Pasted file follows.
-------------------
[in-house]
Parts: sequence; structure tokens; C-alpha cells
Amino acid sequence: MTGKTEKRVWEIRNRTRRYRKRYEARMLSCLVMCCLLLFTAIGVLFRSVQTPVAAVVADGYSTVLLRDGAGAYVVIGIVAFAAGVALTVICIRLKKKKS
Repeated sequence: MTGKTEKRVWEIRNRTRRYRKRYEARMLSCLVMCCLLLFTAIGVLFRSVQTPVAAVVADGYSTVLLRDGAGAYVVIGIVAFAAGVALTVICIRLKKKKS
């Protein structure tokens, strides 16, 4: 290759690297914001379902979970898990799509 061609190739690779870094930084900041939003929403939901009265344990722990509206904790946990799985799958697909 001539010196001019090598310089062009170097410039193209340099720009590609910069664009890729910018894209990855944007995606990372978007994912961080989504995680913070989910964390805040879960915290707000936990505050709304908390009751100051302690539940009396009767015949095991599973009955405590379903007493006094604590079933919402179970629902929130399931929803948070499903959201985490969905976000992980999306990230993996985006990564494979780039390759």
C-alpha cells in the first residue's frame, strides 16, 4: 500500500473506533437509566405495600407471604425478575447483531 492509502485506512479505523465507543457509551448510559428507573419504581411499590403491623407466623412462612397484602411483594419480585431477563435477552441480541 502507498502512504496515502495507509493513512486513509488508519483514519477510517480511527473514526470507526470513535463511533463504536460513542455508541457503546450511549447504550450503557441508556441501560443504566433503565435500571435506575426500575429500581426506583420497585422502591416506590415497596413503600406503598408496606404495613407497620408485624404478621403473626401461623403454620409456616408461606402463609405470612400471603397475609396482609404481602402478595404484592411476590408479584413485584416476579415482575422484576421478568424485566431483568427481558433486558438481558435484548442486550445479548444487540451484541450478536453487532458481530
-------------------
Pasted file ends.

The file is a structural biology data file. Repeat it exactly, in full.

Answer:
[in-house]
Parts: sequence; structure tokens; C-alpha cells
Amino acid sequence: MTGKTEKRVWEIRNRTRRYRKRYEARMLSCLVMCCLLLFTAIGVLFRSVQTPVAAVVADGYSTVLLRDGAGAYVVIGIVAFAAGVALTVICIRLKKKKS
Repeated sequence: MTGKTEKRVWEIRNRTRRYRKRYEARMLSCLVMCCLLLFTAIGVLFRSVQTPVAAVVADGYSTVLLRDGAGAYVVIGIVAFAAGVALTVICIRLKKKKS
């Protein structure tokens, strides 16, 4: 290759690297914001379902979970898990799509 061609190739690779870094930084900041939003929403939901009265344990722990509206904790946990799985799958697909 001539010196001019090598310089062009170097410039193209340099720009590609910069664009890729910018894209990855944007995606990372978007994912961080989504995680913070989910964390805040879960915290707000936990505050709304908390009751100051302690539940009396009767015949095991599973009955405590379903007493006094604590079933919402179970629902929130399931929803948070499903959201985490969905976000992980999306990230993996985006990564494979780039390759």
C-alpha cells in the first residue's frame, strides 16, 4: 500500500473506533437509566405495600407471604425478575447483531 492509502485506512479505523465507543457509551448510559428507573419504581411499590403491623407466623412462612397484602411483594419480585431477563435477552441480541 502507498502512504496515502495507509493513512486513509488508519483514519477510517480511527473514526470507526470513535463511533463504536460513542455508541457503546450511549447504550450503557441508556441501560443504566433503565435500571435506575426500575429500581426506583420497585422502591416506590415497596413503600406503598408496606404495613407497620408485624404478621403473626401461623403454620409456616408461606402463609405470612400471603397475609396482609404481602402478595404484592411476590408479584413485584416476579415482575422484576421478568424485566431483568427481558433486558438481558435484548442486550445479548444487540451484541450478536453487532458481530